Tuesday, 6 August 2019

Michael Bonaventure - In Tenebris Ratione Organi

Album: In Tenebris Ratione Organi
Artist: Michael Bonaventure
Catalogue no: N/A

     1.      In Tenebris Ratione Organi I
     2.      Galactic Weed
     3.      Morphodelic
     4.      Giant Silver
     5.      In Tenebris Ratione Organi II
     6.      Distant Madrigal
     7.      Love Transformed
     8.      Giant Gold
     9.      Doom Animal

Normally, when settling down to write a review, I only cursorily skim through the press/artist blurb that always comes with the recording, as I like to listen and react to the music unfiltered so I am not influenced by outside ideas; as a result I don’t often quote from the accompanying spiel but I will make an exception in this case because a very good point is made: “The organ: in popular association, both the ‘God Instrument’ and the ‘Devil Instrument’, a purveyor of myriad densities and shades of massed tone, elemental fire and inexhaustible air, capable of inspiring wonder, awe, profound mystery and sinister darkness”. Up until this moment I’ve never really thought about the organ’s associations but yes, certainly in cinematic terms the organ is portrayed as being representative of forces both divine and satanic. A good case occurred to me: in Herk Harvey’s Carnival of Souls (1962), a scene occurs when Mary Henry (Candace Hilligoss), who has been hired as a church organist, is seen practising the organ in her new church but the elevating hymnal music shifts to something less wholesome as time goes on. The minister, hearing it, decides that she’s no longer a suitable occupant of the position, and asks her to resign. Here we encounter both sides of the organ in a single instance.

The current offering under consideration, Michael Bonaventure’s In Tenebris Ratione Organi, is built around the complexities and manifold capabilities of the organ as the facilitator for an almost endless spectrum of possibilities. In many respects, and as pointed out in the blurb, it can be treated as a form of synthesiser, in that sounds and waveforms can be layered together to produce hybrid tones. And the end result of Bonaventure’s explorations fully underscores the pre-eminence of this majestic instrument as a means of expressing moods and atmospheres every bit as effortlessly as a digital synthesiser can.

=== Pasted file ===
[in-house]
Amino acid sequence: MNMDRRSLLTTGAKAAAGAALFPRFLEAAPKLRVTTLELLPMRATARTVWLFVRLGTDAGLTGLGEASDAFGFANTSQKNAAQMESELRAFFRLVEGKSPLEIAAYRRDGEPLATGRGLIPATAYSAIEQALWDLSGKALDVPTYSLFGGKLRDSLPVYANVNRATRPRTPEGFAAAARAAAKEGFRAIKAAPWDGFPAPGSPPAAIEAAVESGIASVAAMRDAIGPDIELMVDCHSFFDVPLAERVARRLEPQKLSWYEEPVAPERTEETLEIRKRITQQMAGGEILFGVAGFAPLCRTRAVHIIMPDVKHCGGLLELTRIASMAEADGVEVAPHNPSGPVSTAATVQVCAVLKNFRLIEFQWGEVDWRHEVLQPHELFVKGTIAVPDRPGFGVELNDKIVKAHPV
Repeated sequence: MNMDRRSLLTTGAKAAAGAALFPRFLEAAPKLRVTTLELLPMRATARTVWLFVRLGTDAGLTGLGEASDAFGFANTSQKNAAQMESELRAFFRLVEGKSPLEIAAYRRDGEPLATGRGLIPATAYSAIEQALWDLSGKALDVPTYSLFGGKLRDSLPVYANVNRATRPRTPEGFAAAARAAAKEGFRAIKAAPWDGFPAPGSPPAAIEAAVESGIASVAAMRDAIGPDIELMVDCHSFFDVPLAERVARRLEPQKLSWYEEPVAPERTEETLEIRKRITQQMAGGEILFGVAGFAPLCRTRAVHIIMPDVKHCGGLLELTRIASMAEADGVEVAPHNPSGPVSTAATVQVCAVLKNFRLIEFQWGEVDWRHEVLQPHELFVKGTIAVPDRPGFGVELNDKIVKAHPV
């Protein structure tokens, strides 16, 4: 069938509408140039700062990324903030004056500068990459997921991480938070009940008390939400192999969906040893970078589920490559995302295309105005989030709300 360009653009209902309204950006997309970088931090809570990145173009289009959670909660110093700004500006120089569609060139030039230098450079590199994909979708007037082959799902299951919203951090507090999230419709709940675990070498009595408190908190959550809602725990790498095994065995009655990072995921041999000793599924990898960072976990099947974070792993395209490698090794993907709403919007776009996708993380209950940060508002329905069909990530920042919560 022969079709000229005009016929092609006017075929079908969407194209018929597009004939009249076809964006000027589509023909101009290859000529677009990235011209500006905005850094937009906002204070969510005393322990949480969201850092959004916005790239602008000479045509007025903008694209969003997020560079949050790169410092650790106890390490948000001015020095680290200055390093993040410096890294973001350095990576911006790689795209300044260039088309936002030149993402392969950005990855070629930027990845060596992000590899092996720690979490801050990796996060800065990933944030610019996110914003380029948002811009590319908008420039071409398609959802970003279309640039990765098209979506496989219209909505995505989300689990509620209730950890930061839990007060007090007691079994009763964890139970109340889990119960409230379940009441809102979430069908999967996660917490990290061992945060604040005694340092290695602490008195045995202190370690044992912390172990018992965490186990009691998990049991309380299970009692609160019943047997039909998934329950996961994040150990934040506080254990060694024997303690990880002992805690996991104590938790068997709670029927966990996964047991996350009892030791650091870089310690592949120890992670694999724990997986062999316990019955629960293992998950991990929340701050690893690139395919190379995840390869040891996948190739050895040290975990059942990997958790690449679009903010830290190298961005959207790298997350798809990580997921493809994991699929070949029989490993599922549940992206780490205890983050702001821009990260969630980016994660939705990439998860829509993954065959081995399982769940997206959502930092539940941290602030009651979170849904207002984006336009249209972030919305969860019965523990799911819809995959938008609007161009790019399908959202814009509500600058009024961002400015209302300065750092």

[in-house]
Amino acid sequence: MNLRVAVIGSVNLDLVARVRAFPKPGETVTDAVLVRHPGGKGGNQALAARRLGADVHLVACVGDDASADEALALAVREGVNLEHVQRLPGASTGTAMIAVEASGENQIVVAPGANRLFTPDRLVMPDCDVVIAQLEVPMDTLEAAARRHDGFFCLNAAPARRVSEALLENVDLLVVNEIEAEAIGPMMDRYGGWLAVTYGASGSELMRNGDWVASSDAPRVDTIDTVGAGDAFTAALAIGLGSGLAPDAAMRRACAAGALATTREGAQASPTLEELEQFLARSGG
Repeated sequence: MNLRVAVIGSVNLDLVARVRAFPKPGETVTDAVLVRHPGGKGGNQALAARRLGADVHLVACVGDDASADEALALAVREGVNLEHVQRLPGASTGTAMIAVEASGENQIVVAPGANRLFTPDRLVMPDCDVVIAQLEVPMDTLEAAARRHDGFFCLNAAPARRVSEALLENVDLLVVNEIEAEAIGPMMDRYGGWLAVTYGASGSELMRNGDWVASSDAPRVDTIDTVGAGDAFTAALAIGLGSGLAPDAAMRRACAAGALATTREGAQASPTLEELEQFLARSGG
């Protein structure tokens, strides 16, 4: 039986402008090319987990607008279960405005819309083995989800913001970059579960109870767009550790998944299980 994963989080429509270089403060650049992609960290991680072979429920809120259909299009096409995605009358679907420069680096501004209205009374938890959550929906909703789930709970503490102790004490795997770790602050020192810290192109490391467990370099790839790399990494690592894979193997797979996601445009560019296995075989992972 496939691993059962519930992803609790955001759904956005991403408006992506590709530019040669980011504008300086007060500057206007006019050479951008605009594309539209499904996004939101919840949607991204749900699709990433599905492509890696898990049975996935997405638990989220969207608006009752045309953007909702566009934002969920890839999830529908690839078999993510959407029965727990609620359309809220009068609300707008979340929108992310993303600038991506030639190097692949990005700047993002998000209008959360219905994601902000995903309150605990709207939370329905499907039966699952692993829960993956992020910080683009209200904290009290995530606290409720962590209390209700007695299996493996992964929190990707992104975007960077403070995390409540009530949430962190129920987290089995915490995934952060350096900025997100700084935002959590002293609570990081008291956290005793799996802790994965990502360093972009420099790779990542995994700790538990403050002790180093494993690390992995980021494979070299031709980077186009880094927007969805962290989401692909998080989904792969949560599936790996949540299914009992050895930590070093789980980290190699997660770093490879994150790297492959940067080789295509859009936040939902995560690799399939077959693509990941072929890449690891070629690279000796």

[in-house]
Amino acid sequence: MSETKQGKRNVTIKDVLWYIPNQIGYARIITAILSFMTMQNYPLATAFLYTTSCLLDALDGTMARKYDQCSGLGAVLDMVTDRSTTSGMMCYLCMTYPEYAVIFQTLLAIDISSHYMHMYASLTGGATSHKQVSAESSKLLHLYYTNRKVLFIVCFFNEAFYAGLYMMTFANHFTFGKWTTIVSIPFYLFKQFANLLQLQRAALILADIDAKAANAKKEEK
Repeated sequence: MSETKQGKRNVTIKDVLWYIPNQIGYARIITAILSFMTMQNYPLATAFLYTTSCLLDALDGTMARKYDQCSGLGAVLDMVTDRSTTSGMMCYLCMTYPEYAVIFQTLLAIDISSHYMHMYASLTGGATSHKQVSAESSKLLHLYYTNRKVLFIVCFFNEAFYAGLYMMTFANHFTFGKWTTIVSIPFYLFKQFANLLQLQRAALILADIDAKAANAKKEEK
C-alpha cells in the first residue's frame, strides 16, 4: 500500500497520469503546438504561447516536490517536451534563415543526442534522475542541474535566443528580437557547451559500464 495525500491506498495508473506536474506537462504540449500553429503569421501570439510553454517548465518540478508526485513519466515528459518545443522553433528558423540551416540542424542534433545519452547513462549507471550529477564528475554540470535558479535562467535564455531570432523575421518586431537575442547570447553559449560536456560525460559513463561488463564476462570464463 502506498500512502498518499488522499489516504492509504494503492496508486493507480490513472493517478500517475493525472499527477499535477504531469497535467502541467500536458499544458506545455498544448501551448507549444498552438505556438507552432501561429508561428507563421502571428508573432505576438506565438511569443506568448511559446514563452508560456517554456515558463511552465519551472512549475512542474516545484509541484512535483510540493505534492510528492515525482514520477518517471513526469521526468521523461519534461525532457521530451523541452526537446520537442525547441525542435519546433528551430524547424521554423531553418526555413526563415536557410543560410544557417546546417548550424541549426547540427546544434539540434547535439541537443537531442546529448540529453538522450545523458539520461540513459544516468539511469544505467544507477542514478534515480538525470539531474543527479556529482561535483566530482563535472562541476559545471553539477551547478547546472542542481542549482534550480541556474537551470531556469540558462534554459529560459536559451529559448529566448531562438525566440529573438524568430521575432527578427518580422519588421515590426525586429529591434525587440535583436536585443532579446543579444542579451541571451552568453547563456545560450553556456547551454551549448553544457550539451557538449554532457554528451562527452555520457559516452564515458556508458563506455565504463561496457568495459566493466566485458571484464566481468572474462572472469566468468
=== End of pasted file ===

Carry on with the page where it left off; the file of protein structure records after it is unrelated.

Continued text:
And my word, the myriad ‘voices’ and textures presented here have opened my eyes to the spectacular breadth of tonal and abstract articulation that the instrument is capable of. In all honesty, my sole impression of the organ has been limited either to the sort of musical accompaniment to grand classical compositions or cheesy seaside entertainment of a certain period (so much for a broad appreciation of music!), but this goes beyond the boundaries of conventional interpretation and expression. This work places the grand organ in an entirely new context, an exemplary instance of a catalyst that helps to shift one’s perspective from the mundane to the fantastic.

I suppose in many ways Bonaventure uses the organ as any musician would employ a synthesiser, creating base sounds and then subjecting them to treatments and manipulations, in real time and post-production, to add nuances and colour to what is already a rich seam of material. Watching a cathedral organist manipulate the stops is exactly akin to how a synthesist would adjust and control the frequencies of the electronic instrument. In exactly the same manner he can add and subtract, alter and multiply the textural make up, creating a complex tapestry of sounds and vibrations to bedazzle the listener.

I have to say, with hand on heart, that this is a difficult album to describe in verbal terms and the most challenging review I’ve had to write (which is a good thing), but the pieces on here run the gamut of atmospheres and feelings from the elevating (‘Love Transformed’, ‘In Tenebris Ratione Organi II’) to the disturbing, sinister, and disjointed (‘In Tenebris Ratione Organi I’), via the fractured (‘Morphodelic’), abstract (‘Doom Animal’), and ambient (‘Giant Gold’), as well as the mysterious and the majestic (‘Distant Madrigal’). There’s everything you would expect from a full pipe organ, albeit some of the sounds have been pulled, elongated, cut-up, mashed, distorted, and put through further effects. Add on voices and a plethora of other artificial noises to create new flavours, textures, and colours, just like a chef would do to a dish, and what you get is an aural smorgasbord of delicious and adventurous sonic experiments that will enlighten and surprise.

For me, this has been a mini-revelation, in that the organ is an instrument I’ve not really paid much attention to in the past, and consequently Bonaventure’s pieces, by using an entirely fresh palette from which to conjure up new visions and vistas, have turned my perceptions upside-down. In a world where it seems that most people are content to tread well-worn trails it’s nice to meet someone whose ethos appears to be ‘what happens if I do this?’ – and that I find to be extremely refreshing and welcome.

The album, in a limited edition of 100 CD copies, is now available to pre-order here:

Psymon Marshall 2019

No comments: